After having read a few Coming-of-age stories, I´ve come to the conclusion that I cannot stand stories told through the perspective of a child or an adolescent. Whether it being Dickens´ David Copperfield (another DNF), Dodi Smith´s I Capture the Castle (yeah, right, a DNF) or this book, I´m bored by these kind of stories. I´m not even a big fan of the Harry Potter books, even though I can deal better with a child / young adult narrator in a fantasy setting.
Since I have read 86 pages, I can add $1.00 to my bank account for the Booklikes-opoly.
I listened to 31 hours and 10 minutes of the Complete Sherlock Holmes audiobook narrated by Stephen Fry and the stories and the narration are excellent. But trust me, "too much Sherlock" is a thing. I need a break.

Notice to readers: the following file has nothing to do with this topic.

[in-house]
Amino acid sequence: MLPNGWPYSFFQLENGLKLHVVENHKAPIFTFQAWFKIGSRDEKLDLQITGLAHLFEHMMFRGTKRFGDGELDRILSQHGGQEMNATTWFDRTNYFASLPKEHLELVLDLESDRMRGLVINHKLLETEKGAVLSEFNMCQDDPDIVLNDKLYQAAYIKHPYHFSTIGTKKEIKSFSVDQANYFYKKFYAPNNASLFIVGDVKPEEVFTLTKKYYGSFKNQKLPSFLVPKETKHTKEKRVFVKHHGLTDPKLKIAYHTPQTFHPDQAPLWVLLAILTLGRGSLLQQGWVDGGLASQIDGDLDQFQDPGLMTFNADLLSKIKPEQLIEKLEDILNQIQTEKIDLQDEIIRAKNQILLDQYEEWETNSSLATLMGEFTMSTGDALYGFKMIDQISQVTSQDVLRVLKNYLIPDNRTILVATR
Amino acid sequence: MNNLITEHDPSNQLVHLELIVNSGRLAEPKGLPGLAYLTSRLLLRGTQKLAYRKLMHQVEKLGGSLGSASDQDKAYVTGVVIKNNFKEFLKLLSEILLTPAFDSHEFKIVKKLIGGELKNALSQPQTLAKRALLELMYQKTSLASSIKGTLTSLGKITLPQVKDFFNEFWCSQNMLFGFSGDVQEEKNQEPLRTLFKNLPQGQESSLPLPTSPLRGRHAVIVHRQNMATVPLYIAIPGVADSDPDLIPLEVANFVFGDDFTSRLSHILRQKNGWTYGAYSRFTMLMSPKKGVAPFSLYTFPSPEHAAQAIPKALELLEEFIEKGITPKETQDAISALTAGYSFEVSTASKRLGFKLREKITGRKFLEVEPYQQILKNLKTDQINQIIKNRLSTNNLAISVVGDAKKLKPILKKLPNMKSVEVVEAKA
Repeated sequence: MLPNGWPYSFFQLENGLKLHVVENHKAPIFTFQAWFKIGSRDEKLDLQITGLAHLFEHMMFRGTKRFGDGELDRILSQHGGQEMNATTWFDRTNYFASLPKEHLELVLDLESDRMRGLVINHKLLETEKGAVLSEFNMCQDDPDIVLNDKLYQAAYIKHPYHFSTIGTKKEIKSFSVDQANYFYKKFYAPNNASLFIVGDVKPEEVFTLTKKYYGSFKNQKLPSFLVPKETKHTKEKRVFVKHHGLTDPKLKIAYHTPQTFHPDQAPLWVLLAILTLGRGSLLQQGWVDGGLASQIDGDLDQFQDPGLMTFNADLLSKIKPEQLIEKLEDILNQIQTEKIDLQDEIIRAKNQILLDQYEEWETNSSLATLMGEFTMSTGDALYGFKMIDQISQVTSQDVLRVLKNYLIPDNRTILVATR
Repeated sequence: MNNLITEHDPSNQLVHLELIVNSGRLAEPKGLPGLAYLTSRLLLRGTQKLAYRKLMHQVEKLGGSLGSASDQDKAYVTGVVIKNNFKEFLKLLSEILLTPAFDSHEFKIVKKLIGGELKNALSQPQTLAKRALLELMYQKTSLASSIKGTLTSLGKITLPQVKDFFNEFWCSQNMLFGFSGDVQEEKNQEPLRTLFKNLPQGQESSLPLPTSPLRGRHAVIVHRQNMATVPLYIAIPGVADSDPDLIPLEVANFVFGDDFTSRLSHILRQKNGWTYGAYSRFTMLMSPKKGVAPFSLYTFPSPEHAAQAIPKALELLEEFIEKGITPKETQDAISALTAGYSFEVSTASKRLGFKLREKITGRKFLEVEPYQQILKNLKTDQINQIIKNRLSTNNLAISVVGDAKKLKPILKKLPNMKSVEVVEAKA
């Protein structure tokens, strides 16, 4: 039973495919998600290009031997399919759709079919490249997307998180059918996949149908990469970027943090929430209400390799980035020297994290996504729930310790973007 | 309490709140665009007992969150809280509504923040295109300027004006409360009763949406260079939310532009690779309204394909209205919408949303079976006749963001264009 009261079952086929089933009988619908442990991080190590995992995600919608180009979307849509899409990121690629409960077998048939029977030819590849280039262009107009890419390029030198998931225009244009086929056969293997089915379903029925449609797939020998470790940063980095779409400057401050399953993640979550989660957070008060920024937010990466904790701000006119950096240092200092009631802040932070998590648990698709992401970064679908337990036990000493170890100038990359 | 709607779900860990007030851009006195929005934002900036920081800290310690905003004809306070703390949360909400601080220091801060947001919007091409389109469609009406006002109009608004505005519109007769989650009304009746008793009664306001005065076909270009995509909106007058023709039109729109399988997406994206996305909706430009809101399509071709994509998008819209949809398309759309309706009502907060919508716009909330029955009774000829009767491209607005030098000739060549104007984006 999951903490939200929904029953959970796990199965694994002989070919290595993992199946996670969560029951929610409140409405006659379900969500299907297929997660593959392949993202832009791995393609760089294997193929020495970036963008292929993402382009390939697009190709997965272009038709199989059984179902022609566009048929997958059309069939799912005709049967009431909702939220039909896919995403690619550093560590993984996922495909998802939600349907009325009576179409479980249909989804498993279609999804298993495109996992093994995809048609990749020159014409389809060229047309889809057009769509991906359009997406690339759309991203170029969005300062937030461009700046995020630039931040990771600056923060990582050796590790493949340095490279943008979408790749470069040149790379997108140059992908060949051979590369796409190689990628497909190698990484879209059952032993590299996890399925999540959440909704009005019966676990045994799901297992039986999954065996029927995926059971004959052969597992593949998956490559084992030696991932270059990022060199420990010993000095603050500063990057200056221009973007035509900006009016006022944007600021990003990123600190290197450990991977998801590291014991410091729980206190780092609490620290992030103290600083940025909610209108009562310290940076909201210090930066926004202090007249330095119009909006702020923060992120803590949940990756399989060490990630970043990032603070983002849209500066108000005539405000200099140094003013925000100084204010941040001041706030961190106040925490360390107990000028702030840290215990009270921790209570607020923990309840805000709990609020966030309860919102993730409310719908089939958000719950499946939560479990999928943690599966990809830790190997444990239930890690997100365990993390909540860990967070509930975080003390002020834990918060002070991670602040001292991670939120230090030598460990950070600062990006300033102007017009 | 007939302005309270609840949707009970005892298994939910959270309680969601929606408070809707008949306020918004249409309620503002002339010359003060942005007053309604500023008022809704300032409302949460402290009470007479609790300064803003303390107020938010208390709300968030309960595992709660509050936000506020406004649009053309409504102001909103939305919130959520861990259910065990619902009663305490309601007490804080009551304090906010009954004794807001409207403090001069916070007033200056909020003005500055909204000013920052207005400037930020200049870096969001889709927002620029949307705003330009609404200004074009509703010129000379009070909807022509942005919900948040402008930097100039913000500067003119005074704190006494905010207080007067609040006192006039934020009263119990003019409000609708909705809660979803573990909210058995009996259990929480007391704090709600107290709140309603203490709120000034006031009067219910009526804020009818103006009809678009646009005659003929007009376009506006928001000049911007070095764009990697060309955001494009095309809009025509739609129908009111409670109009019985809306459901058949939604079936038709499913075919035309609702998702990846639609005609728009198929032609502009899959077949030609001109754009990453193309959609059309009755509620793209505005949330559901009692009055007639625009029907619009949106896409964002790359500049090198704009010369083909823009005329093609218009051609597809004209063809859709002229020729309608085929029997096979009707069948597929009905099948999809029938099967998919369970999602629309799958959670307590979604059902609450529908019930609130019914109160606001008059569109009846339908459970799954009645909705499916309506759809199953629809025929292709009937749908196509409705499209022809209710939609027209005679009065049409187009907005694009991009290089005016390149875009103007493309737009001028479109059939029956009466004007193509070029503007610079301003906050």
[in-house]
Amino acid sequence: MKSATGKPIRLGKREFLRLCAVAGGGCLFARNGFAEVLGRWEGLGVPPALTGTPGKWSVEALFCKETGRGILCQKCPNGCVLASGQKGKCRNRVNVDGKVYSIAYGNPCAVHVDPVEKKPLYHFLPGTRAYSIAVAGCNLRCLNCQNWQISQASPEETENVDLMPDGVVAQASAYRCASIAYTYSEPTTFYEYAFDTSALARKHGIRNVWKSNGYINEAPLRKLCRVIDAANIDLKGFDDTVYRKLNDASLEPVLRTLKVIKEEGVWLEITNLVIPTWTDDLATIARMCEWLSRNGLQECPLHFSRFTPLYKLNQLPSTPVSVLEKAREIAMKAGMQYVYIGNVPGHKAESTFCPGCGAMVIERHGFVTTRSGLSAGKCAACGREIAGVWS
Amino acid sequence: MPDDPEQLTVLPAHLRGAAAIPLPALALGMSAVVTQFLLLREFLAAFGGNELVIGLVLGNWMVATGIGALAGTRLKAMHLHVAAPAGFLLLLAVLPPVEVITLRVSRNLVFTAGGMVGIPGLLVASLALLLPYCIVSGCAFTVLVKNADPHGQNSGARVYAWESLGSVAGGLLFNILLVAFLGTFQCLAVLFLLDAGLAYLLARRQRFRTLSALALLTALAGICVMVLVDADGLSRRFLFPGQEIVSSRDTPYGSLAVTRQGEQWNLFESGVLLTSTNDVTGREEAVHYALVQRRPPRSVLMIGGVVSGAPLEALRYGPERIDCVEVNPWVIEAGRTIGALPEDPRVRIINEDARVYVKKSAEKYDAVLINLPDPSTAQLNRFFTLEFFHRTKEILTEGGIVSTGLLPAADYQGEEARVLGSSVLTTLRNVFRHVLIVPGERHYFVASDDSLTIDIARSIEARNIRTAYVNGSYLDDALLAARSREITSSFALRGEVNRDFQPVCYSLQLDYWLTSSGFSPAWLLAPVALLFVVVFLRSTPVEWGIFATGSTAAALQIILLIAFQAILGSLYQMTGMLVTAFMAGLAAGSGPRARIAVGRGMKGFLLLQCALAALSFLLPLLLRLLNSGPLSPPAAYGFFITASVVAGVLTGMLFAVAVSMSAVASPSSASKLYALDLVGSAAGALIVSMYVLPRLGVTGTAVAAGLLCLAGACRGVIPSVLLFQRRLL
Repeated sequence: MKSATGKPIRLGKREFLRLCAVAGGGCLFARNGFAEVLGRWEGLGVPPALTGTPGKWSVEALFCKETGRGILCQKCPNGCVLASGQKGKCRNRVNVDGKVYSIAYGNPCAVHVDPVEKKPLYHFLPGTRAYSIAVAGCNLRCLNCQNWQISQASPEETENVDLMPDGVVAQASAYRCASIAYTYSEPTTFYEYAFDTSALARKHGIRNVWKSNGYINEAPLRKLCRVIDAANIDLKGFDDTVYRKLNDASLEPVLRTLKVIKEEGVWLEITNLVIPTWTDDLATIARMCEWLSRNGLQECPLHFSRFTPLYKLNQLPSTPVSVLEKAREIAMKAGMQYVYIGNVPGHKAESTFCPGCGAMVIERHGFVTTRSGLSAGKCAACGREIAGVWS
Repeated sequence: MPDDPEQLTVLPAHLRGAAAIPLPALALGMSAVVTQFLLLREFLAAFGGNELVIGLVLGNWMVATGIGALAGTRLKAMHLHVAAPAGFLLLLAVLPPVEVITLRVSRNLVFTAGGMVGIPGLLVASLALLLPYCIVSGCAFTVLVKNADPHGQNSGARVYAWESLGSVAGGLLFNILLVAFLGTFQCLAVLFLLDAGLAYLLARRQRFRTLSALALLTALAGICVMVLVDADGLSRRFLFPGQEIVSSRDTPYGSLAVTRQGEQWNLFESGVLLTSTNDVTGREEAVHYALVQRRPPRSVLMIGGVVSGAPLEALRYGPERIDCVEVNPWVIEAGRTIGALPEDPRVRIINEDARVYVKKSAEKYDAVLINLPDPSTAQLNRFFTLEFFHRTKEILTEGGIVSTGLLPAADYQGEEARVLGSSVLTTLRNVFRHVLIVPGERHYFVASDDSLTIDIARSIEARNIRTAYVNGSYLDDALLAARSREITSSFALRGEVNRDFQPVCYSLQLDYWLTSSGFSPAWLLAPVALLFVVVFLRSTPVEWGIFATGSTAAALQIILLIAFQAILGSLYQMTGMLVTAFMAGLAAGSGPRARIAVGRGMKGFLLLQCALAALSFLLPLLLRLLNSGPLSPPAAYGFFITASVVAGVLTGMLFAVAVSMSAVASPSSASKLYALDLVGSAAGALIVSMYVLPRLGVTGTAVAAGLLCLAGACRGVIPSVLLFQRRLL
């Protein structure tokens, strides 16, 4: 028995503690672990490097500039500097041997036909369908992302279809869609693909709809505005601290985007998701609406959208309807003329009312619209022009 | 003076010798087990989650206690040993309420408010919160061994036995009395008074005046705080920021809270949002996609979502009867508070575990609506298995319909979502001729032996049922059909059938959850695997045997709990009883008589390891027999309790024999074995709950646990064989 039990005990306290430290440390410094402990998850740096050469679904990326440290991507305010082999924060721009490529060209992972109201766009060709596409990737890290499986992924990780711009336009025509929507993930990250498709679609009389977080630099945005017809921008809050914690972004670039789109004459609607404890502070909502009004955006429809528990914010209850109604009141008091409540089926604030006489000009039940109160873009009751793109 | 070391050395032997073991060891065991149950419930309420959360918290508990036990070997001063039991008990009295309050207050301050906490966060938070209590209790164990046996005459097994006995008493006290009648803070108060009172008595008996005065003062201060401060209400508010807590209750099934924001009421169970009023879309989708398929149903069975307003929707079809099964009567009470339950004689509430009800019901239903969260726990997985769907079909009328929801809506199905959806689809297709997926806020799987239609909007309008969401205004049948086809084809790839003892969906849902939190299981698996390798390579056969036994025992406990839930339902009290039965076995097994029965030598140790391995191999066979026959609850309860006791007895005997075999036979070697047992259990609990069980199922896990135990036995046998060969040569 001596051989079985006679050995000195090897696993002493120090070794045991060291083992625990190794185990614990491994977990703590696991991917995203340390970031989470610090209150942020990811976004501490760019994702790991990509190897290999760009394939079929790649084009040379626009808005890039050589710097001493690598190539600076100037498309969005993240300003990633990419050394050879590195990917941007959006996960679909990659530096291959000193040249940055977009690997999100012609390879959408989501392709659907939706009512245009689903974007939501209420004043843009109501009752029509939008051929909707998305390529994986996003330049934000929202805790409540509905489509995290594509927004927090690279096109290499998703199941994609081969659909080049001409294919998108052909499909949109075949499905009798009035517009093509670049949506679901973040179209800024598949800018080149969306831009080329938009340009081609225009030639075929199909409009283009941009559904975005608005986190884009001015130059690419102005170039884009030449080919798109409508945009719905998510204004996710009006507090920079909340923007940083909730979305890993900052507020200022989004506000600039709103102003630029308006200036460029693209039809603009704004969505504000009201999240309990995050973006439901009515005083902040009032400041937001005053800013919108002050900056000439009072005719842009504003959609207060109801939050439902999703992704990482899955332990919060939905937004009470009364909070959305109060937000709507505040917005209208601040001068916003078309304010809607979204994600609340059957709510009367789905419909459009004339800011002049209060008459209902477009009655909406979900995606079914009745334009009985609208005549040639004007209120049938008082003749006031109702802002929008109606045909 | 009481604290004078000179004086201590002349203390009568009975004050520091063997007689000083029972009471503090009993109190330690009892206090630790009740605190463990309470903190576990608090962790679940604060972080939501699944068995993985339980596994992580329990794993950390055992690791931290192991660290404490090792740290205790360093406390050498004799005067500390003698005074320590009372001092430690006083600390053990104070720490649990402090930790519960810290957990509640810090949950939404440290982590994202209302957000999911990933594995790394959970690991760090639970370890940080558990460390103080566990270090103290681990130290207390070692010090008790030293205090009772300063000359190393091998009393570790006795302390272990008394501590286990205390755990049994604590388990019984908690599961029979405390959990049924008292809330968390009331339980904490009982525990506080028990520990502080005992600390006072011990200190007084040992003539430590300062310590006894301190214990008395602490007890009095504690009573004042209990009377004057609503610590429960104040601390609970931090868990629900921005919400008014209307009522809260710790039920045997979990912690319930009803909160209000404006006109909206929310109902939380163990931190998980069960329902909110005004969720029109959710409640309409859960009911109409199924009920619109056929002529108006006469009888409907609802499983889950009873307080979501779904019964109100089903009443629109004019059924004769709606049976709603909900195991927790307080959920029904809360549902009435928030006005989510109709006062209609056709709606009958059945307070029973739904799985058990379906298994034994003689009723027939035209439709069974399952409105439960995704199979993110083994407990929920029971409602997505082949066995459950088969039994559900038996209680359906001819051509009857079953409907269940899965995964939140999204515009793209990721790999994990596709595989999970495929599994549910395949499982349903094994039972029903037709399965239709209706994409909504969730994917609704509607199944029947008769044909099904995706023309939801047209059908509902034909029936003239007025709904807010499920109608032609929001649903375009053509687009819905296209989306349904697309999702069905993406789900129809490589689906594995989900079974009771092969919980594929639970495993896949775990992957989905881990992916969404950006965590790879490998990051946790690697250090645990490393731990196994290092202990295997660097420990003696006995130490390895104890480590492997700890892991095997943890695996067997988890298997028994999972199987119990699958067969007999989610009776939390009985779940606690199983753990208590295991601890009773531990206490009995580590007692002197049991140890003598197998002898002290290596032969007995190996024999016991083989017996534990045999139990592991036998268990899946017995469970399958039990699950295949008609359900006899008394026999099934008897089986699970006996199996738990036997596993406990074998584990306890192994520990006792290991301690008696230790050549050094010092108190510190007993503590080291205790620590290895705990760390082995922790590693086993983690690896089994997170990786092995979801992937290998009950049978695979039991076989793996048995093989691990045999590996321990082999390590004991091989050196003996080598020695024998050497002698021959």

So I´m putting Sherlock and Watson on hold and I will be listening to N.K. Jemisin´s The Fifth Season, a dystopian fantasy / science fiction novel. I want to count this book for the booklikes-opoly game (the print edition has 468 pages, which amounts to $5.00), so I´m putting The Thin Man back on my TBR and I will be listening The Fifth Season for Frontierland 1 instead.
I studied existentialism back in school and I learned more by reading this book than in the half year of studying Jean Paul Satres work when I was 16. I didn´t fully grasp his notions about freedom and I´m blaming my teacher for it, because she didn´t give us the historical context of Satres philosophical musings. And this is exactly what Sarah Bakewell does.
At the Existentialist Café is a fascinating account of existentialism and phenomenology and the big players of these philosophies. Besides explaining the different theories of Satre, de Beauvior, Camus, Heidegger and a handful of others philosophers of the time, Bakewell tells of the lives of the various philosophers, their friendships and their falling-outs and how they dealt with the difficult times they were living in.